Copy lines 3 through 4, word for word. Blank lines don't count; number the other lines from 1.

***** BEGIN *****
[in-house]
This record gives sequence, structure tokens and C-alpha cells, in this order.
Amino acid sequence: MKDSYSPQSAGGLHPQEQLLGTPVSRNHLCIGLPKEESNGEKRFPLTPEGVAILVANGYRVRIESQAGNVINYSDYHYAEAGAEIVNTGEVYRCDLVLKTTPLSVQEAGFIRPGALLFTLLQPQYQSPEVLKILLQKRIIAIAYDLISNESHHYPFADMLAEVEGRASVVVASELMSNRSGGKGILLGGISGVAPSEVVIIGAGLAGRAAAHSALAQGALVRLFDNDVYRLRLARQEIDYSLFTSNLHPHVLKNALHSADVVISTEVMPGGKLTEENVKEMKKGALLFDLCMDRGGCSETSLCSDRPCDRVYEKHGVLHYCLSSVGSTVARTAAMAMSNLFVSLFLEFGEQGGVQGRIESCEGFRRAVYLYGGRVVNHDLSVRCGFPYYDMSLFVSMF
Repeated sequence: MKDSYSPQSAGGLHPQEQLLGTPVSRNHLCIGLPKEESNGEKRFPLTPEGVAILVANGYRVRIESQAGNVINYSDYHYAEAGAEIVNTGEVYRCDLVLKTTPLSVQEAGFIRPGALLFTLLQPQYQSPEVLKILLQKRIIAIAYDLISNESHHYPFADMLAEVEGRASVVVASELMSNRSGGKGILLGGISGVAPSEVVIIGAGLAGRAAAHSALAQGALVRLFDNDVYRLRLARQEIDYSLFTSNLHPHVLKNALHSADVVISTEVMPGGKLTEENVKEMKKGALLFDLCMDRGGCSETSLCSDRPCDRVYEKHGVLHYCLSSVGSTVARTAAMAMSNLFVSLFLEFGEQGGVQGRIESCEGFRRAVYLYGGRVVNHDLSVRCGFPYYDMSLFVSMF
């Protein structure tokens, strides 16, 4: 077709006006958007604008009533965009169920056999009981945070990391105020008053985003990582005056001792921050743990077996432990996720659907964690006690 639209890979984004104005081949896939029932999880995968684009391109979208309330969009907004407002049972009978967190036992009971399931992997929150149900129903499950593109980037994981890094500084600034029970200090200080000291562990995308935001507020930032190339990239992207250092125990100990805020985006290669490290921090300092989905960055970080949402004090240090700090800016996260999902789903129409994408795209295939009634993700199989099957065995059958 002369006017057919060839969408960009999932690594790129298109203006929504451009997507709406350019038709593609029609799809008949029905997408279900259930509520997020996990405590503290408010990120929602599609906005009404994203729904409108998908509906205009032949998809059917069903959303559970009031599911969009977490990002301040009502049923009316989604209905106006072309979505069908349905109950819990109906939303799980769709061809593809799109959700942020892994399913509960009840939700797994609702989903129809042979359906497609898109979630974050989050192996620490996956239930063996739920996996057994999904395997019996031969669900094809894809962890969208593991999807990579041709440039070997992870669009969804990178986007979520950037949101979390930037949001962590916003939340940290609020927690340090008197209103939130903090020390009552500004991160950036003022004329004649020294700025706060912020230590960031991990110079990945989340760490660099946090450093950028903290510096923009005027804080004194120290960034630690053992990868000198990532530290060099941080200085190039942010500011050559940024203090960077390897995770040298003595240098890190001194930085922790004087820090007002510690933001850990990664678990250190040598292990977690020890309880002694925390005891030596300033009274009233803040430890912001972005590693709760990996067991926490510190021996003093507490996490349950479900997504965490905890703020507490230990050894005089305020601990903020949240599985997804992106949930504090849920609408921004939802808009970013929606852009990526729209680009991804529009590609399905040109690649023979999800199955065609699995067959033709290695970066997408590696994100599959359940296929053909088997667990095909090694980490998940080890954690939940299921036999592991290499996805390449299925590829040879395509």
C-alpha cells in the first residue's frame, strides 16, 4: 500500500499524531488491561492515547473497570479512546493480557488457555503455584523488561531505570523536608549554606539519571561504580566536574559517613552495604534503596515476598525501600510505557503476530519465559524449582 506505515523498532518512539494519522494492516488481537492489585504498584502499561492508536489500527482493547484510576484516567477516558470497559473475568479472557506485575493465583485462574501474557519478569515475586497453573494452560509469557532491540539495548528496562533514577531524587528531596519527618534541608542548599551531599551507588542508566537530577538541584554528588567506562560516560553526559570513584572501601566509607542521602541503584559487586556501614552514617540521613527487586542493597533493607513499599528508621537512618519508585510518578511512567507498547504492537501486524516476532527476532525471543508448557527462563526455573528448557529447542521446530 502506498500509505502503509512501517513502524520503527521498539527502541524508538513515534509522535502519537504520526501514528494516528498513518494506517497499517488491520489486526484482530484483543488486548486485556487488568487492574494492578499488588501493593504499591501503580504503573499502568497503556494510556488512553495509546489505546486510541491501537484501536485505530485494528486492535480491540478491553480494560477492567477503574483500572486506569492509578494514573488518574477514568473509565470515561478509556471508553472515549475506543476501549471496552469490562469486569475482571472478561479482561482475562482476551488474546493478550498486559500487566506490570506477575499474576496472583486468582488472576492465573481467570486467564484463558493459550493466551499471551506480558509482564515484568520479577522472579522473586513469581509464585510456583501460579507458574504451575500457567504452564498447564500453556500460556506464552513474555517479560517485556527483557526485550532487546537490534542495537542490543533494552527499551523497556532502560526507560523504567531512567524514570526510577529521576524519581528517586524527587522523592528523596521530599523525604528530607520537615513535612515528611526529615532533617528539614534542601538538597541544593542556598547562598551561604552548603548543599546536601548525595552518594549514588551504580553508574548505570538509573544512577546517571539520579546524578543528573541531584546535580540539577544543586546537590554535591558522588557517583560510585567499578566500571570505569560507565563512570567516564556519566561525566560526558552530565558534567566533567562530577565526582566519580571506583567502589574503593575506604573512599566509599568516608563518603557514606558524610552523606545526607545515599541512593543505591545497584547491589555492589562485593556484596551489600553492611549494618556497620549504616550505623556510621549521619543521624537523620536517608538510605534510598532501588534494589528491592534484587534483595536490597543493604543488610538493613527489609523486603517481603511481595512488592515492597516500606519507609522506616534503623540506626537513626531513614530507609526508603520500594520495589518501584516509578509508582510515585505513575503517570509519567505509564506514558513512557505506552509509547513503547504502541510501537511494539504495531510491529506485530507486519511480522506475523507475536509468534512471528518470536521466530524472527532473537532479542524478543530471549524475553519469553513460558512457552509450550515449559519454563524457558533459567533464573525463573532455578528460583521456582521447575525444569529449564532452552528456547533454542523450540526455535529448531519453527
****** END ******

Amino acid sequence: MKDSYSPQSAGGLHPQEQLLGTPVSRNHLCIGLPKEESNGEKRFPLTPEGVAILVANGYRVRIESQAGNVINYSDYHYAEAGAEIVNTGEVYRCDLVLKTTPLSVQEAGFIRPGALLFTLLQPQYQSPEVLKILLQKRIIAIAYDLISNESHHYPFADMLAEVEGRASVVVASELMSNRSGGKGILLGGISGVAPSEVVIIGAGLAGRAAAHSALAQGALVRLFDNDVYRLRLARQEIDYSLFTSNLHPHVLKNALHSADVVISTEVMPGGKLTEENVKEMKKGALLFDLCMDRGGCSETSLCSDRPCDRVYEKHGVLHYCLSSVGSTVARTAAMAMSNLFVSLFLEFGEQGGVQGRIESCEGFRRAVYLYGGRVVNHDLSVRCGFPYYDMSLFVSMF
Repeated sequence: MKDSYSPQSAGGLHPQEQLLGTPVSRNHLCIGLPKEESNGEKRFPLTPEGVAILVANGYRVRIESQAGNVINYSDYHYAEAGAEIVNTGEVYRCDLVLKTTPLSVQEAGFIRPGALLFTLLQPQYQSPEVLKILLQKRIIAIAYDLISNESHHYPFADMLAEVEGRASVVVASELMSNRSGGKGILLGGISGVAPSEVVIIGAGLAGRAAAHSALAQGALVRLFDNDVYRLRLARQEIDYSLFTSNLHPHVLKNALHSADVVISTEVMPGGKLTEENVKEMKKGALLFDLCMDRGGCSETSLCSDRPCDRVYEKHGVLHYCLSSVGSTVARTAAMAMSNLFVSLFLEFGEQGGVQGRIESCEGFRRAVYLYGGRVVNHDLSVRCGFPYYDMSLFVSMF